Involving young people in dialogues and action groups

Carling Sitterley, a participant in the Many Voices – One Community program in Lynchburg, Va., talks about experiences that piqued her interest in racial equity and her ideas for involving young people in dialogues and action groups.

My name is Molly Barrett and I work at Everyday Democracy. For the past 3 years, we have worked with eight communities in the country on a project called Communities Creating Racial Equity. Lynchburg, Virginia is one of the eight communities. Carling Sitterley has agreed to talk with me about her experience as a participant in this project. Carling grew up in Lynchburg. She returned home after four years of college, just in time to take part in Many Voices One Community. She is currently a member of the communications and media action group. Carling, thanks for joining me. Before you took part in Many Voices One Community, what kinds of experiences did you have that piqued your interest in issues of racial equity?

While at was at the College of William and Mary, I was very active in many of the multi-cultural organizations and that’s when I really sort of got involved in racial issues and ever identity issues. I found out how important these issues were to my peers, so I knew that when I came back to Lynchburg, I really wanted to make a difference. I actually have a friend who had gotten involved and really excited about where her action group was heading. Her excitement and my background just got me really excited and I wanted to get involved. So I joined a study circle the next time it was offered.

Had you ever talked to people in that particular way about race?

I had actually. I had taken a couple of courses that touched on identity and background and racial equity. And I had talked to my friends and peers. I was even involved in a documentary to capture peoples’ experiences within the Asian community at William and Mary. So I had all those experiences that were kind of similar to this, but it was still interesting to see why people in Lynchburg itself were involved. It was kind of more diverse especially in age. So I felt I gained a lot of perspective from other people through that experience.

Was it a very different conversation to have with your peers than it was with a mixed age group?

I think it was, because the older generation actually went through the civil rights movement. I think that puts a spin on things regarding race. For me at least, it seemed so far in the past when the civil rights movement occurred and yet for some of the older generation, I think they hold onto those memories and that experience and that struggle very differently than people of my generation. It’s just kind of text book. It’s kind of like hear say. You don’t have an ownership of that experience, of that event. You just know it happened in the past, and today it seems like such different issues. But maybe to someone else it’s still the same struggle.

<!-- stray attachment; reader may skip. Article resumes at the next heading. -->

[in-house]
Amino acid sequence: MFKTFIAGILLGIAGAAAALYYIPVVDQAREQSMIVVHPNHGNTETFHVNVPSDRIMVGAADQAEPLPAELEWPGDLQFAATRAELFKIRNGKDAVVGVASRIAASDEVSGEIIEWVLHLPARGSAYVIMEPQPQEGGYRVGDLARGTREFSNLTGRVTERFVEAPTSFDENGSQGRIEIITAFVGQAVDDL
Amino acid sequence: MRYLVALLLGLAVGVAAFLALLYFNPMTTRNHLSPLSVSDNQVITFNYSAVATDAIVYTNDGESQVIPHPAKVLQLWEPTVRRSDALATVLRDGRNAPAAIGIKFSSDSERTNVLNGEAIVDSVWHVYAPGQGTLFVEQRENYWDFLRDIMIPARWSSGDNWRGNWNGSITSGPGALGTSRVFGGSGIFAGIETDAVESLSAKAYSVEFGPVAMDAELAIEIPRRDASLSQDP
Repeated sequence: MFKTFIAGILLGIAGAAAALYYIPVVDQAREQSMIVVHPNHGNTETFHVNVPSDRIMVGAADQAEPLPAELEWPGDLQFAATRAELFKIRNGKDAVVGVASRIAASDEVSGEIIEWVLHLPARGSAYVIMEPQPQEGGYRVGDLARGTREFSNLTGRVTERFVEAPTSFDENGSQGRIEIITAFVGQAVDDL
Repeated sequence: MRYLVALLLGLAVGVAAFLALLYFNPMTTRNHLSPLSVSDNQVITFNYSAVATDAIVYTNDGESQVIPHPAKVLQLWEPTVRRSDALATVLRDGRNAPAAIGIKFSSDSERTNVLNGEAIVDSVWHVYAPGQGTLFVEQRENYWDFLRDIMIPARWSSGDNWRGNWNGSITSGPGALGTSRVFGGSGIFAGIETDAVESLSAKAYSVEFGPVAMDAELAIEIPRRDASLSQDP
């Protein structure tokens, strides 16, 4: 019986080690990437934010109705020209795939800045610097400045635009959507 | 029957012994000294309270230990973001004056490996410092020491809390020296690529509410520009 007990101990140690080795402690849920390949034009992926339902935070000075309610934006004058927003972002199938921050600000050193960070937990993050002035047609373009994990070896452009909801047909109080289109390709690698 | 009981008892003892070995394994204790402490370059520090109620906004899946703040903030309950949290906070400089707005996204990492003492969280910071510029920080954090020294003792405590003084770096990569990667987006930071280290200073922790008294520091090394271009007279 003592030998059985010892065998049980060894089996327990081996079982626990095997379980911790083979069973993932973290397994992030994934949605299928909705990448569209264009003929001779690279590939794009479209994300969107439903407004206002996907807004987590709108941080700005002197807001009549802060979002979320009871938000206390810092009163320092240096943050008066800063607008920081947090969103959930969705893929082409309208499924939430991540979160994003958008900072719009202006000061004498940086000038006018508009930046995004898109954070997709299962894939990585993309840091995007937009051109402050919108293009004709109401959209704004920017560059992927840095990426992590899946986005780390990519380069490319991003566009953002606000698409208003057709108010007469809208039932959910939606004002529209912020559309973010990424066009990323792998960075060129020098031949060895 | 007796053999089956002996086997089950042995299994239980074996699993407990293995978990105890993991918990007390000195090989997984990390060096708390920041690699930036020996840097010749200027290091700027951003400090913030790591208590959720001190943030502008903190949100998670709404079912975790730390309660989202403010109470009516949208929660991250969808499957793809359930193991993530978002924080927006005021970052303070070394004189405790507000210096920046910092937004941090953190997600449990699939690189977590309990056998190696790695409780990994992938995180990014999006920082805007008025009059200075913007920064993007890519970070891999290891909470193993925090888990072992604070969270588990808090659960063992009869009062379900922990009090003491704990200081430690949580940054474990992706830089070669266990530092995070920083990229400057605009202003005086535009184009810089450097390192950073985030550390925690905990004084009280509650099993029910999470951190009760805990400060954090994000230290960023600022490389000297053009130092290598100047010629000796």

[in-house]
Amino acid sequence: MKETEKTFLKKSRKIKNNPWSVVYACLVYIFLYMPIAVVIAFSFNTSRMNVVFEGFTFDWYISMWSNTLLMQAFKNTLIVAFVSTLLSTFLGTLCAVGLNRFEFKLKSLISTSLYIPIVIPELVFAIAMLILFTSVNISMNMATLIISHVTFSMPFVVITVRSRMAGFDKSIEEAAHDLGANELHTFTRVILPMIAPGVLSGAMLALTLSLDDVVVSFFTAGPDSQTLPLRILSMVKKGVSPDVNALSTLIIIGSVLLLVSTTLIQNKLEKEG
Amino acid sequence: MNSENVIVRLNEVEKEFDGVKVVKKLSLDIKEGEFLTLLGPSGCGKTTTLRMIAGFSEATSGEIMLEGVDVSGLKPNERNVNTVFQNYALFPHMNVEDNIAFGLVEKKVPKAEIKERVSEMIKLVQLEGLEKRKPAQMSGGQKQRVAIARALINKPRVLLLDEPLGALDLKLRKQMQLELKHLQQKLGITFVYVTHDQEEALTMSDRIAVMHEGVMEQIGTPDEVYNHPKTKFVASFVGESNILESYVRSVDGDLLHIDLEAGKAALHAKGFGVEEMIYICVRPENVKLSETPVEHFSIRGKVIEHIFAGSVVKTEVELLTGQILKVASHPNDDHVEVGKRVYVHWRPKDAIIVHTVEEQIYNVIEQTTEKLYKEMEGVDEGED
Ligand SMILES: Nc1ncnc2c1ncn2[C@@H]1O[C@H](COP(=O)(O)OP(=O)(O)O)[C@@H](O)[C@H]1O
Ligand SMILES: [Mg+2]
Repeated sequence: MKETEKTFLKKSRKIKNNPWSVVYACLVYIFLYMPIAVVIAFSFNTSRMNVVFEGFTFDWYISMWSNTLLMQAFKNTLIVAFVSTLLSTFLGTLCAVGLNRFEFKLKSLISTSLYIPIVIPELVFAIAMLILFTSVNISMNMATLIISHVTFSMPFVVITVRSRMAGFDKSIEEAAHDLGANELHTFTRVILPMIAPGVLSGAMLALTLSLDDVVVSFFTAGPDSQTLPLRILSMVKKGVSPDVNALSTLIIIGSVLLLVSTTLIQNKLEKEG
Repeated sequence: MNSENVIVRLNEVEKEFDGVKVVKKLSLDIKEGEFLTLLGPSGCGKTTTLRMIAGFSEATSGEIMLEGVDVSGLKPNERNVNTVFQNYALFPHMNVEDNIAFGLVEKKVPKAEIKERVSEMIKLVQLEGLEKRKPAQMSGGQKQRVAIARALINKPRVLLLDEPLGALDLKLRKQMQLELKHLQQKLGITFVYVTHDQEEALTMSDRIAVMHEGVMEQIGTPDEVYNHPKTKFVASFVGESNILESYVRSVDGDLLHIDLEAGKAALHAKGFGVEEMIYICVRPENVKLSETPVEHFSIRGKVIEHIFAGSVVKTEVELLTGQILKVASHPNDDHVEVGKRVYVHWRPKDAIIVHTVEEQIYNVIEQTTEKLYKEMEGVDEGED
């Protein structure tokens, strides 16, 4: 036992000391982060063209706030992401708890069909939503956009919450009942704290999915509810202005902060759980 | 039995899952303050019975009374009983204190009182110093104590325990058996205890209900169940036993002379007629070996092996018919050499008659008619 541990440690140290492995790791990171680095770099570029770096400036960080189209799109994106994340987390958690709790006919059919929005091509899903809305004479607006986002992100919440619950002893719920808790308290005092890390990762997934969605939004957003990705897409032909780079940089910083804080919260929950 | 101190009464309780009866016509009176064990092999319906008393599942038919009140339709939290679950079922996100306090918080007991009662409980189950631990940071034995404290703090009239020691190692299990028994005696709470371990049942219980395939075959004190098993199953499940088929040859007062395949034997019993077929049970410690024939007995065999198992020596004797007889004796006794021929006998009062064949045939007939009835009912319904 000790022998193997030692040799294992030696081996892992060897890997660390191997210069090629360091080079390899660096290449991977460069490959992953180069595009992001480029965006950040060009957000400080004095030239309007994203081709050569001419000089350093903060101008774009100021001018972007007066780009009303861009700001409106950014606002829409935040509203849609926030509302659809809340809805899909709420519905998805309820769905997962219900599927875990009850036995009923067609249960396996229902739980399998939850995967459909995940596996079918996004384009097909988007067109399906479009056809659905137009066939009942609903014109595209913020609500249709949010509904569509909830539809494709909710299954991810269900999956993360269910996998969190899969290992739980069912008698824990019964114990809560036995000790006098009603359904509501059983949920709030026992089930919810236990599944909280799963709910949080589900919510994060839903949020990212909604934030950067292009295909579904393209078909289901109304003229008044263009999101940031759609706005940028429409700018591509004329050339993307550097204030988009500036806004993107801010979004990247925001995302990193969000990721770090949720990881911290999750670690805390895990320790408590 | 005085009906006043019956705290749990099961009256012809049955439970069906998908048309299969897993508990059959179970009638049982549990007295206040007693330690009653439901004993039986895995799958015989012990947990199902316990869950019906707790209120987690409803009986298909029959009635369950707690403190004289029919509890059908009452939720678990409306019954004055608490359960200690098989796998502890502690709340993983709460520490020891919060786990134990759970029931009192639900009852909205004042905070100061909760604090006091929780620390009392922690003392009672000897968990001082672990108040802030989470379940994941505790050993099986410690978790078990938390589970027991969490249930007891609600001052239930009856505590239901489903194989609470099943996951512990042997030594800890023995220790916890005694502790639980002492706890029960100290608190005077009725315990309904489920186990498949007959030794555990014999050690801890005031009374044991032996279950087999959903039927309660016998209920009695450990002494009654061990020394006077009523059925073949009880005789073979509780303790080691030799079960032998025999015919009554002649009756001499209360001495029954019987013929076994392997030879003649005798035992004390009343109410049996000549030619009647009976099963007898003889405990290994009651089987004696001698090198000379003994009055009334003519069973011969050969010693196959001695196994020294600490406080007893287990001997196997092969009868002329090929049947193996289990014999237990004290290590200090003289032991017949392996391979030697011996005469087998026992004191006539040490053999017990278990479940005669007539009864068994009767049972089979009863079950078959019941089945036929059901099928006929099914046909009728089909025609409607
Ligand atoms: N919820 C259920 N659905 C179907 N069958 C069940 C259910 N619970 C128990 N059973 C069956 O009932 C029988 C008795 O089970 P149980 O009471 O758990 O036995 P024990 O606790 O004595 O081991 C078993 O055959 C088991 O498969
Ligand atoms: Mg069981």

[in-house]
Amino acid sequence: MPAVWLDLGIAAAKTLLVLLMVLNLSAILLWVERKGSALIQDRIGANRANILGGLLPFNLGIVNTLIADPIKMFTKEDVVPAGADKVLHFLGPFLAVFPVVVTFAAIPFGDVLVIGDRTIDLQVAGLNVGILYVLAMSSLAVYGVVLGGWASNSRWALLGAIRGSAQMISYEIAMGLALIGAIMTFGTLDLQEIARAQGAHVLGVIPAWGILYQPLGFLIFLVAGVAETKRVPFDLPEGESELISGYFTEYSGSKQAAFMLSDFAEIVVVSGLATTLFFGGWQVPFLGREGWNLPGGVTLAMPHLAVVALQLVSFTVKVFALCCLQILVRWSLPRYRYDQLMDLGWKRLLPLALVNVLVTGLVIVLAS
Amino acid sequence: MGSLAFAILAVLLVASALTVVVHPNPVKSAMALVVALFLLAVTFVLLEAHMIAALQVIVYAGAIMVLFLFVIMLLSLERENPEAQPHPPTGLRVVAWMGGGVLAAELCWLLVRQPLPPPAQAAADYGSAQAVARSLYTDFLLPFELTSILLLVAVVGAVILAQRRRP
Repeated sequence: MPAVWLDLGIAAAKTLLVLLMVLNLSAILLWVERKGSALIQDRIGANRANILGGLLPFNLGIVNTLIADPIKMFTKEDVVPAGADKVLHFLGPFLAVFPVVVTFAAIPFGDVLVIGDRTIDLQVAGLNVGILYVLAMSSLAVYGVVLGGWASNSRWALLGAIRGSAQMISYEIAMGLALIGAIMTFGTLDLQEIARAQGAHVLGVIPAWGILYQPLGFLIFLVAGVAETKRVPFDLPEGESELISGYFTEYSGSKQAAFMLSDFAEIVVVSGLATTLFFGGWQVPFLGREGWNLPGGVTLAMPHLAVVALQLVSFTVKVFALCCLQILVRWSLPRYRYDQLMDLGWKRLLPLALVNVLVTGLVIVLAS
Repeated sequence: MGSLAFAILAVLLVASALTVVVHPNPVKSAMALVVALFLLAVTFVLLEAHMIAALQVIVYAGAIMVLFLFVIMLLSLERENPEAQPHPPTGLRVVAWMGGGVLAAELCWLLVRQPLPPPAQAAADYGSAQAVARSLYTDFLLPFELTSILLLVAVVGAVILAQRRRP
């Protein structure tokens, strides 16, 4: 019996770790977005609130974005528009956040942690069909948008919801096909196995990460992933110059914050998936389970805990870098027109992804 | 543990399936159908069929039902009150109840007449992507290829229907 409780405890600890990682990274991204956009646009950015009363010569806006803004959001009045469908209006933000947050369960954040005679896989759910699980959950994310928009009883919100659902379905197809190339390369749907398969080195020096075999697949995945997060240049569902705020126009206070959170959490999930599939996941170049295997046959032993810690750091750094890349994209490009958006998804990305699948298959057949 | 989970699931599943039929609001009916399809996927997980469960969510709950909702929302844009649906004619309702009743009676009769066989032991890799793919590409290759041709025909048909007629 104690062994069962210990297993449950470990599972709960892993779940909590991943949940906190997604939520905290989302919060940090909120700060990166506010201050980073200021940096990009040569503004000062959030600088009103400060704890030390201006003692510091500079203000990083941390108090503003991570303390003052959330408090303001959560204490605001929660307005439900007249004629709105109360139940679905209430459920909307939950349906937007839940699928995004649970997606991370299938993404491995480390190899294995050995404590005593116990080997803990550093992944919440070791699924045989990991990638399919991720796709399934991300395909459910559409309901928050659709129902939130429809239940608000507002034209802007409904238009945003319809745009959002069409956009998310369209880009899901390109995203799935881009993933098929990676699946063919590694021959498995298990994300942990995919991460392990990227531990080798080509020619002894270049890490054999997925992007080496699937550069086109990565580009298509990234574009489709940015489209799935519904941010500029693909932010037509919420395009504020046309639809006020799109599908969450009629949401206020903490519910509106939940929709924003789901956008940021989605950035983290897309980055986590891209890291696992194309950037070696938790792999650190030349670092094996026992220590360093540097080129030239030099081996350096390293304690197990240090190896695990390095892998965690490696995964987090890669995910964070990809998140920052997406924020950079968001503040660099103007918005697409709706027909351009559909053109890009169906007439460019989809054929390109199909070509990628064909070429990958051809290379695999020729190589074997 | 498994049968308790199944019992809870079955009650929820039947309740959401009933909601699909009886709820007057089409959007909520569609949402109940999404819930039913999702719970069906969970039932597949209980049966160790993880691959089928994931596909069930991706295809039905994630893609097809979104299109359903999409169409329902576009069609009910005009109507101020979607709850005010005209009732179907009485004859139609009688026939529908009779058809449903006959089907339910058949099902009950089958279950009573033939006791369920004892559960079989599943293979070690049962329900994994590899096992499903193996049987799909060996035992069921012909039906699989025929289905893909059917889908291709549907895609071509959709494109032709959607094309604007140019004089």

I’m curious why you chose to take part in the communications and media action group.

When I joined, I think what impact I wanted to make the most was to reach those that just aren’t aware that race is still an issue. I thought that through the media would be the best way to reach them. Now the media is a very encompassing term, and we have to do something that’s achievable for a group of five active members. Right now we’re trying to spread the word about the 2010 census. We’ve decided to partner with the census to get people in underrepresented communities counted.

What kinds of ways can people and communities get more young people like yourself involved in community affairs?

I sometimes ask myself that same question. How do I get more of my peers involved? I think going to them is really the best way, whether it’s going to the high schools, going to the colleges and just one-on-one conversations, getting the word out there.

Now having taken part in this project, what do you think is the key in connecting dialogue to change?

It’s a slow process, but you have to first determine the problem and then slowly chip away at finding the solution. I think our biggest road block today is once we’ve involved citizens in study circles getting them to at least go through the process of even thinking about what problems there are and the solution is to keep them involved. We’ve definitely had a hard time having the man power to tackle some of these problems. I think we just need to continue to stress that these are problems and they need people to make things happen. It’s not just gonna happen on its own. And just try to inspire as many people as we can to stay involved and prioritize these problems.

June 14, 2010

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Dialogue to Change

Our ultimate goal is to create positive community change that includes everyone, and our tools, advice, and resources foster that kind of change. Whether you’re grappling with a divisive community issue, or simply want to include residents’ voices in city government, Everyday Democracy's Dialogue to Change process, using a racial equity lens, can help.